Korean show: Will they, won’t they?

The Hindu Business Line/ 27 Apr 2018
By Professor Sukumar Muralidharan


Mood swings of both Pyongyang and Washington DC could change the script, but reconciliation on the Korean peninsula now seems within reach.


The “madman” routine in foreign relations is one that could in certain circumstances, be deployed to great advantage. It involves a simulation of irrational and volatile behaviour, that induces so deep a sense of dread among adversarial states, that some form of appeasement becomes an acceptable course.


Since inheriting the mantle of leadership in North Korea, Kim Jong-Un has fed news reports about a deep streak of insanity, allegedly ordering the murder by toxic needle of a half-brother in Kuala Lumpur and executing dissident generals by placing them in the path of high-powered artillery. He also threw in a steady stream of insult and invective with the seeming assurance — especially since Donald Trump moved into the White House — of reciprocity from that quarter, heightening global concern over an absence of adult responsibility in high places.


Last December, just when the insults were flying at their most furious, US Secretary of State Rex Tillerson, spoke out rather strangely, proposing talks with North Korea. Pushback was almost instantaneous from the White House, which authorised a statement that there had been no change in official policy.


Tillerson’s abrupt sacking mid-March may have been delayed punishment for stepping out of line on North Korea. His designated successor, Mike Pompeo, gained appointment as director of the Central Intelligence Agency (CIA) on the record of his participation as a Congressman from the mid-west — where concern for the outer world is minimal — in intelligence oversight committees.


As a man who sees virtue in the unthinking exercise of power, Pompeo is expected to serve Trump’s agenda better than the former petroleum industry grandee Tillerson. That image of a President moulding his foreign policy team in his own simplistic image, was reinforced when Trump sacked his national security adviser, the highly-regarded three-star general HR McMaster. Replacement John Bolton brought to the job the distinction of being blackballed by his party representatives when the last Republican president, George W Bush, nominated him as ambassador to the United Nations.


Bolton and Pompeo seemed the dream team for a President who thought it rather dumb for the US to scale back spending on nuclear weapons, where it outspends the rest of the world several times over. Bolton has set himself the immediate priority of tearing up a nuclear restraint agreement the US led a number of allies in negotiating with Iran during the Obama presidency. It was totally out of character for this team of hawks then, to initiate a pathway towards a negotiated end to the nuclear crisis on the Korean peninsula. Most breathtaking of course, was Pompeo’s lead role in the process, as Trump’s secret envoy to North Korea over Easter.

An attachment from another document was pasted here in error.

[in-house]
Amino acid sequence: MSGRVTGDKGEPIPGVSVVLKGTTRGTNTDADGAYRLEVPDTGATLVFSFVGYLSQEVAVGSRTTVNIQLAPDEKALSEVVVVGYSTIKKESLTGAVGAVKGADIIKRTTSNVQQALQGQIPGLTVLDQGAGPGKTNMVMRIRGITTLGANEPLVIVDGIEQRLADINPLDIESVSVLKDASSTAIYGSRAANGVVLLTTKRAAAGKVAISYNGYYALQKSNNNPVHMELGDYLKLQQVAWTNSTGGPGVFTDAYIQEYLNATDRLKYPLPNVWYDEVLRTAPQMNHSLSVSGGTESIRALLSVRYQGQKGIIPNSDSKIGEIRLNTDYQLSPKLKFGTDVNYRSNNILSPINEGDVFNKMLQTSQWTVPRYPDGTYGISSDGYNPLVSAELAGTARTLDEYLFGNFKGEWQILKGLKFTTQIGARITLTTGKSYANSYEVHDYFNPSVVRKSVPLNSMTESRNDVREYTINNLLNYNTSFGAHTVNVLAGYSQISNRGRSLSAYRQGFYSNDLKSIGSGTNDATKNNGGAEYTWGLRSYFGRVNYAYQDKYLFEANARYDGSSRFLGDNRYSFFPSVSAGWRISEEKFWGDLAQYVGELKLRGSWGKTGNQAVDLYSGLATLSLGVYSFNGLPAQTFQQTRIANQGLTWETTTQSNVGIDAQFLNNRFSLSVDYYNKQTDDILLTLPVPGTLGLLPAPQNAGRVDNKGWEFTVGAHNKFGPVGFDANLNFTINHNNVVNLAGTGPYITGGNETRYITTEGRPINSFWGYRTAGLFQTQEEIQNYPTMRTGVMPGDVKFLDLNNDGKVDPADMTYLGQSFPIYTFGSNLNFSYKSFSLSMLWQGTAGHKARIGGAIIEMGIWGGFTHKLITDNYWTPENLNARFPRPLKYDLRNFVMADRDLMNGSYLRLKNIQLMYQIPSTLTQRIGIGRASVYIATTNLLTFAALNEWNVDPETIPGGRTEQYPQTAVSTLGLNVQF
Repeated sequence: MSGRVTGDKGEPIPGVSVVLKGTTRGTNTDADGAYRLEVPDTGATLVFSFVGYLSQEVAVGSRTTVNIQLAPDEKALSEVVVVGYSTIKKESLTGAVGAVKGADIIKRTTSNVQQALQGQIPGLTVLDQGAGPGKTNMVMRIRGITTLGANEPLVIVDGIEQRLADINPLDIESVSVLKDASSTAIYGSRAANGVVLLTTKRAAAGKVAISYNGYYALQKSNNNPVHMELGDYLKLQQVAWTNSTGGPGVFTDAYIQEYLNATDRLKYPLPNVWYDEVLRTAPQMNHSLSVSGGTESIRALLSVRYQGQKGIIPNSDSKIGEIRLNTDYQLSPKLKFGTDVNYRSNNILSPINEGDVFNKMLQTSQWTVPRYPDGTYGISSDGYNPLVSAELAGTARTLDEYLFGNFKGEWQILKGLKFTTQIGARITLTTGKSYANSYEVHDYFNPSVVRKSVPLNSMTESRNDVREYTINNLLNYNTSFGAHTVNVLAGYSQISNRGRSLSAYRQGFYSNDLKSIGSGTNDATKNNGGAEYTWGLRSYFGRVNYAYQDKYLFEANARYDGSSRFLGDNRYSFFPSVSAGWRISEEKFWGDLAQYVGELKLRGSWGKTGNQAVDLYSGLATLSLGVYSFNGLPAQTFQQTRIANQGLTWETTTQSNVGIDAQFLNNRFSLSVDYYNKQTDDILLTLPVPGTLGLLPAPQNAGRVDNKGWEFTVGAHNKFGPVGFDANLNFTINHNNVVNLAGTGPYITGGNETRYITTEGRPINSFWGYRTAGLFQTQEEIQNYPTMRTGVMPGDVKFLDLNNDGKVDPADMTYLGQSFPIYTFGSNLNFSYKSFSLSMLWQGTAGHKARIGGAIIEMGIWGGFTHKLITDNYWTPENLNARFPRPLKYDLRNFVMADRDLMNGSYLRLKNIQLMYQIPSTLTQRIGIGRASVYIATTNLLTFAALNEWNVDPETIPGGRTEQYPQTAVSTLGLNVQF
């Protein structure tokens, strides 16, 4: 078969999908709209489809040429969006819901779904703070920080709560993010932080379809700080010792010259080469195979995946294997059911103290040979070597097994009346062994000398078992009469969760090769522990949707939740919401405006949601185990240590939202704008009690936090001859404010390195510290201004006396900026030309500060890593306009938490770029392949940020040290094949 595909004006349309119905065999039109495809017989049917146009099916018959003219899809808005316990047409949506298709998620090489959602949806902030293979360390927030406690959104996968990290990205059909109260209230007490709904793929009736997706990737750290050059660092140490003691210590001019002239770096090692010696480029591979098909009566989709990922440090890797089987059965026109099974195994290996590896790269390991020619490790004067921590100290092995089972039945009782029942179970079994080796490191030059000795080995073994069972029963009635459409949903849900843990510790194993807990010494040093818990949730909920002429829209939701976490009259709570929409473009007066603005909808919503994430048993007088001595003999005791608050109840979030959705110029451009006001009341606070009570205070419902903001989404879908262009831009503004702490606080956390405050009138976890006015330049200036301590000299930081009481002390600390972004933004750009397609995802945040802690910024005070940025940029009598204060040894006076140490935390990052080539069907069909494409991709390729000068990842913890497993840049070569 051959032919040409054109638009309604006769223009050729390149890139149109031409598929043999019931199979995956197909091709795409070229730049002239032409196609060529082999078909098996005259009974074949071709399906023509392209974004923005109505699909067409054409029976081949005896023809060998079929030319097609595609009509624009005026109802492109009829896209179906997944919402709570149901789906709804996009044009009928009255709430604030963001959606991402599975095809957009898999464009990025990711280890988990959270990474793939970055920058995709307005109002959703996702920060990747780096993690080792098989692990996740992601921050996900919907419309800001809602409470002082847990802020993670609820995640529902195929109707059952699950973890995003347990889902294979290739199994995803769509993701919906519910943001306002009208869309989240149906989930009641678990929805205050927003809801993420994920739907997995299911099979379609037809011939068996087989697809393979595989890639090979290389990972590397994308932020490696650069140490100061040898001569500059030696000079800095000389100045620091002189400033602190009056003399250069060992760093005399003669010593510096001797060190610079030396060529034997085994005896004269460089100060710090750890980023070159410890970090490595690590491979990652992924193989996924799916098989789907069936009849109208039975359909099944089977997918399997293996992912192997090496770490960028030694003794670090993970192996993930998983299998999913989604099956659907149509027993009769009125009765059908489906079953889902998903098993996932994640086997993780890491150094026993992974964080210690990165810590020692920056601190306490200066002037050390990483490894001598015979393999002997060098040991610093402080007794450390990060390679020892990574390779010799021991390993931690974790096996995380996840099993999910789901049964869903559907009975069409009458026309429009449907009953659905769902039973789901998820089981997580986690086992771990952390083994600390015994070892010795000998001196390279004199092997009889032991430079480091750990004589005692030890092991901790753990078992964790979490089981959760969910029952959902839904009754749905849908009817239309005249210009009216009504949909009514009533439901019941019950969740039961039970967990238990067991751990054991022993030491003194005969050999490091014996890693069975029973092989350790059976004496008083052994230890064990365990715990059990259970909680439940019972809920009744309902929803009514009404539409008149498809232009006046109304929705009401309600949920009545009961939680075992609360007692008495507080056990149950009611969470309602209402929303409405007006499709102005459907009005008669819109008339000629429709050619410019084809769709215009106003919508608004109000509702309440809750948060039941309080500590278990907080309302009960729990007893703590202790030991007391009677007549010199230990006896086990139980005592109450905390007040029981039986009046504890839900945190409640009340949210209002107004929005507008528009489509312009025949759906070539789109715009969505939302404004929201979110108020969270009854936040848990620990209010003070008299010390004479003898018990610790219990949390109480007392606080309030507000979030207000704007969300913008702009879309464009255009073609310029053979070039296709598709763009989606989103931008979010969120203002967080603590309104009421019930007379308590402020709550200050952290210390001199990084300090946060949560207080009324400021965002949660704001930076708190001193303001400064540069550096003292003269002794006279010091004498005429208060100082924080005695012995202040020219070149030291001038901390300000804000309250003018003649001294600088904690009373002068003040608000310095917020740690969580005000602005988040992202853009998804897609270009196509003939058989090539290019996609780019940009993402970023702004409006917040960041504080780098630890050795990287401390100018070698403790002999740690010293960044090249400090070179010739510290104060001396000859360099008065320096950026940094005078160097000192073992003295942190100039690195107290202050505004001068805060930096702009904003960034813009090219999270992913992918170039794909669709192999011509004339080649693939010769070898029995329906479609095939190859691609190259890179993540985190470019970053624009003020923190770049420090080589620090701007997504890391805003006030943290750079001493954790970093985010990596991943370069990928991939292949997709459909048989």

Once the sense of novelty was dispelled, what lay revealed was a pathway strewn with obstacles. “Denuclearisation” is the presumed objective, but that is a word which carries different meanings with every one of the principals. For the US, it means a verifiable end of the North Korean nuclear weapons programme, the dismantling of existing explosive devices and their delivery systems and the phased elimination of its fissile material stockpile. For North Korea, it means the elimination of existential threats that originate across a wide theatre, including in US conventional forces stationed in South Korea and Okinawa, and nuclear fleets that sail in the near vicinity.


For the US the question is the broader one of safeguarding its pre-eminence in the region and denying strategic room to potential adversaries such as China. Needless to say, China has never been at ease with this wider definition of strategic objects and tilts strongly towards the North Korean perception in seeking US reciprocity in any denuclearisation agreement. Since the first stirrings in the early-’90s, the threat of a North Korean nuclear breakout has attracted several diplomatic initiatives, with each successive iteration involving a reduced US role.


In 1994, the Clinton administration concluded a negotiation begun under its predecessor, with an “Agreed Framework” that involved North Korean disarmament in return for assistance in securing fuel oil and nuclear reactors. By 2002, that deal had unravelled amid disagreements over the scheduling of deliveries from the US side and the inspection of North Korean nuclear facilities to ensure compliance. It finally collapsed when the Bush administration, in the aftermath of the 9/11 attacks , rather implausibly enfolded North Korea with Iran and Iraq, into its theological construct of an “axis of evil”.


North Korea withdrew from the Nuclear Non-Proliferation Treaty in 2003 and tested its first nuclear explosive device in 2006. The burden of enforcing nuclear restraint has since been taken over by China, which has held a series of talks involving three countries other than itself and the two Koreas: the US., Japan and Russia. With the removal of one president by impeachment last year and the election of another who is strongly inclined towards peace, South Korea has signalled that it favours conciliation . This week’s summit of the Koreas is an opportunity for the two estranged neighbours to figure out a way of turning the page on their embittered past.